Related Glossary Terms
- computer numerical control ( CNC)
computer numerical control ( CNC)
Microprocessor-based controller dedicated to a machine tool that permits the creation or modification of parts. Programmed numerical control activates the machine’s servos and spindle drives and controls the various machining operations. See DNC, direct numerical control; NC, numerical control.
Fluid that reduces temperature buildup at the tool/workpiece interface during machining. Normally takes the form of a liquid such as soluble or chemical mixtures (semisynthetic, synthetic) but can be pressurized air or other gas. Because of water’s ability to absorb great quantities of heat, it is widely used as a coolant and vehicle for various cutting compounds, with the water-to-compound ratio varying with the machining task. See cutting fluid; semisynthetic cutting fluid; soluble-oil cutting fluid; synthetic cutting fluid.
- milling machine ( mill)
milling machine ( mill)
Runs endmills and arbor-mounted milling cutters. Features include a head with a spindle that drives the cutters; a column, knee and table that provide motion in the three Cartesian axes; and a base that supports the components and houses the cutting-fluid pump and reservoir. The work is mounted on the table and fed into the rotating cutter or endmill to accomplish the milling steps; vertical milling machines also feed endmills into the work by means of a spindle-mounted quill. Models range from small manual machines to big bed-type and duplex mills. All take one of three basic forms: vertical, horizontal or convertible horizontal/vertical. Vertical machines may be knee-type (the table is mounted on a knee that can be elevated) or bed-type (the table is securely supported and only moves horizontally). In general, horizontal machines are bigger and more powerful, while vertical machines are lighter but more versatile and easier to set up and operate.
Carriage or drum attached to a machining center that holds tools until needed; when a tool is needed, the toolchanger inserts the tool into the machine spindle. See automatic toolchanger.
People often ask what is necessary to implement automation. Before adding it to a CNC mill, machine shops should consider the following 10 options regarding the investment.
1. An automatic door opener. Whether applying a CNC robot to a new or used machine, you will need a door opener to increase efficiency and minimize operator intervention during production.
2. Spare M codes. Some machines have available M codes depending on the age of the control and originally purchased options. You should assess if you have these M codes or if spare M functions must be purchased.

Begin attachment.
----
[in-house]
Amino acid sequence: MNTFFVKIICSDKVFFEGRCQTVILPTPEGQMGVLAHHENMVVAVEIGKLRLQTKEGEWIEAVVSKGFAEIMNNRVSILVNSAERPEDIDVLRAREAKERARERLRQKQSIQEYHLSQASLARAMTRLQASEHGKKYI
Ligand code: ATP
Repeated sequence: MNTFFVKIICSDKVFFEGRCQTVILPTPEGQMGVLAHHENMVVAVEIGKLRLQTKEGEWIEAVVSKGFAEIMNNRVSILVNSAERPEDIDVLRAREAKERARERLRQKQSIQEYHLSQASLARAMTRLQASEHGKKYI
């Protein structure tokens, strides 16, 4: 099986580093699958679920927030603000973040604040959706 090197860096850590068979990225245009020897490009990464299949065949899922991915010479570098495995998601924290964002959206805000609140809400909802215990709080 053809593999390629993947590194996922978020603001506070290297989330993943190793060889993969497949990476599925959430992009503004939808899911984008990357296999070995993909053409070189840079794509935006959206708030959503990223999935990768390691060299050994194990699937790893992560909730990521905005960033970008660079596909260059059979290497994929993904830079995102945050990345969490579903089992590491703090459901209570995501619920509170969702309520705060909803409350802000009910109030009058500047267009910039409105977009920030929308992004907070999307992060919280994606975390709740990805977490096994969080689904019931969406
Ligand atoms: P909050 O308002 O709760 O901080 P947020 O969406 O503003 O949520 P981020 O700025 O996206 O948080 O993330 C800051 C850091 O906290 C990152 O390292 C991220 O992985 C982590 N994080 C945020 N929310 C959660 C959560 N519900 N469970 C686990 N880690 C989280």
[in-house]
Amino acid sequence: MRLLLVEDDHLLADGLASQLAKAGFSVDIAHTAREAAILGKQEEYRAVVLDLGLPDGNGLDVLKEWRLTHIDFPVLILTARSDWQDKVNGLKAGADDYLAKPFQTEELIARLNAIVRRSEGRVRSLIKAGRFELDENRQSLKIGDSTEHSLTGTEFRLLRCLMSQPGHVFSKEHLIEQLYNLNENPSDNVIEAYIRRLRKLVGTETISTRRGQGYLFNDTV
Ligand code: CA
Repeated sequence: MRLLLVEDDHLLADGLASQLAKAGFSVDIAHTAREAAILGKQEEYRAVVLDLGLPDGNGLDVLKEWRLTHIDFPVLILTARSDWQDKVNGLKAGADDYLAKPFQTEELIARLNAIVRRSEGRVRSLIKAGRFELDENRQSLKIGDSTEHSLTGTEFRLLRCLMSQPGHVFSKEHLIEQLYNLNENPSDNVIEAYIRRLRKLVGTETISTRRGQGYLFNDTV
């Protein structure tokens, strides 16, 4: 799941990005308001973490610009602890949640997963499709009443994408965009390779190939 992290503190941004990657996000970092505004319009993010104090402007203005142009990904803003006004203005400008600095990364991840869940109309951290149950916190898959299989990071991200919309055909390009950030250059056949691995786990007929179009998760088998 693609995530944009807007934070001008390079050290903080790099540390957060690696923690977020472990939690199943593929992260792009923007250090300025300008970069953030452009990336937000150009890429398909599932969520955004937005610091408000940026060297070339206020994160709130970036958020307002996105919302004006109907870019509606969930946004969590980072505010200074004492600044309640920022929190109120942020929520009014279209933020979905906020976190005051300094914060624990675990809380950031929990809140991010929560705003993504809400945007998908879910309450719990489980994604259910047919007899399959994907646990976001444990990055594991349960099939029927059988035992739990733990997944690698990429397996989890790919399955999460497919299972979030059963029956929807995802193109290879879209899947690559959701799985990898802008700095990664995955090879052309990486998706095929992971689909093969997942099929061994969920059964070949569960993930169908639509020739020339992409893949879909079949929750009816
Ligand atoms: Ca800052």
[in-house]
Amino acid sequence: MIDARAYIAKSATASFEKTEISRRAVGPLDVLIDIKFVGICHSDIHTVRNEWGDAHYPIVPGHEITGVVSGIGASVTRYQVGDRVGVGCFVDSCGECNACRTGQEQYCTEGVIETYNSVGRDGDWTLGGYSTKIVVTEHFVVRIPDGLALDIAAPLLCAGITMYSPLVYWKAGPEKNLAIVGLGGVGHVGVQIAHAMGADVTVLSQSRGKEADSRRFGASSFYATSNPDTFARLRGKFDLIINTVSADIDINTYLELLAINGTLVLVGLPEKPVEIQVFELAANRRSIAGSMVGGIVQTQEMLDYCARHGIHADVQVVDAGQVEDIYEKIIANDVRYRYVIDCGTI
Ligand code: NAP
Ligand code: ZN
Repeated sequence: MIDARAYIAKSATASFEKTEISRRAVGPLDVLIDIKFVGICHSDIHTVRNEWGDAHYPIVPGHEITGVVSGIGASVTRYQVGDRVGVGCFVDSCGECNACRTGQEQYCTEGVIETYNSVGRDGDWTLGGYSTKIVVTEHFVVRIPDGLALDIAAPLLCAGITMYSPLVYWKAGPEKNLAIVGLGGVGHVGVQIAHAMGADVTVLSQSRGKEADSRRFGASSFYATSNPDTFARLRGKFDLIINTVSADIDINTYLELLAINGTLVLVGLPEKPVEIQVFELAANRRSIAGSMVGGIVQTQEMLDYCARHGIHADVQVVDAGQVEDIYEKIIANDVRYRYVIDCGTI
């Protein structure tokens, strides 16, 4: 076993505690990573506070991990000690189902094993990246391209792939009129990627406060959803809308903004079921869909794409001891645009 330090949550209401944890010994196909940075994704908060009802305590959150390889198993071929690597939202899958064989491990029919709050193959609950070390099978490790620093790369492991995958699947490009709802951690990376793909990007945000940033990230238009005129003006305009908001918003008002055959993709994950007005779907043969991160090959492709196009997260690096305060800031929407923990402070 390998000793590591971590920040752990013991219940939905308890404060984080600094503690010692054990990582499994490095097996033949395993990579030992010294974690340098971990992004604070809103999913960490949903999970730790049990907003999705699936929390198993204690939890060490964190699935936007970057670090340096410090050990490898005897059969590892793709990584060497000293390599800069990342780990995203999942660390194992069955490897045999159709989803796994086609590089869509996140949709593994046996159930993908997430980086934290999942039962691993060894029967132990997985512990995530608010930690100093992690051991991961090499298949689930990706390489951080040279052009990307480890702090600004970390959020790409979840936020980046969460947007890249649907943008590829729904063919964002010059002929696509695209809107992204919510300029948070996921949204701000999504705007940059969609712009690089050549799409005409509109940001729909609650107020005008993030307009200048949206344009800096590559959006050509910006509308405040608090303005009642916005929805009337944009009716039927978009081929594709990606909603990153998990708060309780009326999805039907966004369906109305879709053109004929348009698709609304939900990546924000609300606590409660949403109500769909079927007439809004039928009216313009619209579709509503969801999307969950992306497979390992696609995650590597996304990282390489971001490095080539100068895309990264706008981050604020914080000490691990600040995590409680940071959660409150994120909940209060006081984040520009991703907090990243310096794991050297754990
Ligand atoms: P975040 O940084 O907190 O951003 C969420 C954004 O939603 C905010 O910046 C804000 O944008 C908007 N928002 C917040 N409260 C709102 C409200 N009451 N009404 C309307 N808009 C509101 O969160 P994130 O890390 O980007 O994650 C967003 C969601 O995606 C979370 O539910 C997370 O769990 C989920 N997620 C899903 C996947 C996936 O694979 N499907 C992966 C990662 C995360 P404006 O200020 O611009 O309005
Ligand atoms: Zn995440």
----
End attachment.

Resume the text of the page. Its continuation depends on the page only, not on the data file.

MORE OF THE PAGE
3. Automated vise control. Newer CNC mills have choices for pneumatic, hydraulic and electric vises. For older machines, ask your CNC automation integrator for guidance on the required vise control.
4. Probing. Although not necessary, it is highly recommended to add probing to a machine. Probing will allow you to quickly set up parts, reset work coordinates during production, use more universal workholding that doesn’t require part stops, check parts, apply tool break detection to sensitive tools and more.
5. Proper workholding. How you hold parts should be considered when purchasing a robot. Pneumatic, hydraulic and electric options are available for integration during the automation process.
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6. A chip auger. Chip augers help get chips out of a machine and away from workholding, where they can cause issues with loading and maintenance. This allows production to run smoothly and remain unattended for longer periods of time.
7. A chip clearing fan. This is a great addition to reduce the coolant and chips on a part as the robot unloads and places the part onto a table.
8. Automated coolant management. This helps production run longer without intervention from an operator and lowers the chance of catastrophic tool failure if coolant runs out or the system becomes clogged.
9. A larger-capacity, side-mount toolchanger. Although not required, a larger side-mount toolchanger is a handy option to accommodate tools, such as a probe or a chip fan. You also can store redundant tooling in unused pockets and use tool management features to switch to new tools when tooling has reached the end of its life.
10. A fourth-/fifth-axis rotary with a trunnion. A rotary table, along with a trunnion table, can reduce setup times for multiple operations and boost productivity.
Deciding to automate can be a big investment. However, with proper preparation, the move may reap big rewards. Do not hesitate to ask a trusted, experienced robotic integrator about options to help your shop take full advantage of CNC automation.